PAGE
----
Third Issue – Spain as “protecting power” of Japan

It is maintained that Spain, the "protecting power" of Japan, has not been given notice before trial was begun against petitioner, contrary to the provisions of the Geneva Convention of July 27, 1929. But there is nothing in that Convention showing that notice is a prerequisite to the jurisdiction of Military Commissions appointed by victorious belligerent. Upon the other hand, the unconditional surrender of Japan and her acceptance of the terms of the Potsdam Ultimatum are a clear waiver of such a notice. It may be stated, furthermore, that Spain has severed her diplomatic relation of Japan because of atrocities committed by the Japanese troops against Spaniards in the Philippines. Apparently, therefore, Spain has ceased to be the protecting power of Japan.

Dismissal of the petition

And, lastly, it is alleged that the rules of procedure and evidence being followed by the Military Commission in the admission of allegedly immaterial or hearsay evidence, cannot divest the commission of its jurisdiction and cannot be reviewed in a petition for the habeas corpus. (25 Am. Jur., 218; Collins vs. McDonald, 258 U. S. 416; 66 Law. ed., 692; 42 Sup. Ct., 326).

For all foregoing, petition is hereby dismissed without costs.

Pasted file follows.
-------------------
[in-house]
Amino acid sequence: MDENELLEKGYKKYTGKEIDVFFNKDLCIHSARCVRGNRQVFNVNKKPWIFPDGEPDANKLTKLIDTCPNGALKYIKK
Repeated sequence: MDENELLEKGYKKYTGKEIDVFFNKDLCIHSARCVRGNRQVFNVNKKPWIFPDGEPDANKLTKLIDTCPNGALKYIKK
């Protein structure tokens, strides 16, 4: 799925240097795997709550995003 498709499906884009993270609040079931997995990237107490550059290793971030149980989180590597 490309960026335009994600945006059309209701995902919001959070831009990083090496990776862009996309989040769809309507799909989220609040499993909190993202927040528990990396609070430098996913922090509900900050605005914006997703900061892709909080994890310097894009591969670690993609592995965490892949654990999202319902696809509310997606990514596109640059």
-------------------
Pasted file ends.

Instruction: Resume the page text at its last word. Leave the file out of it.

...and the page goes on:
Shigenori Kuroda v. Rafael Jalandoni, et. al.

Chester Cabalza recommends his visitors to please read the original & full text of the case cited. Xie xie!

G.R. No. L-2662 March 26, 1949




Shigenori Kuroda was a former Lieutenant-General of the Japanese Imperial Army and Commanding General of the Japanese Imperial Forces in the Philippines during a period covering 1943 and 1944.

He was charged before a military Commission convened by the Chief of Staff of the Armed forces of the Philippines with having unlawfully disregarded and failed "to discharge his duties as such command, permitting them to commit brutal atrocities and other high crimes against noncombatant civilians and prisoners of the Imperial Japanese Forces in violation of the laws and customs of war."


a) Whether Executive Order No 68 is legal and constitutional?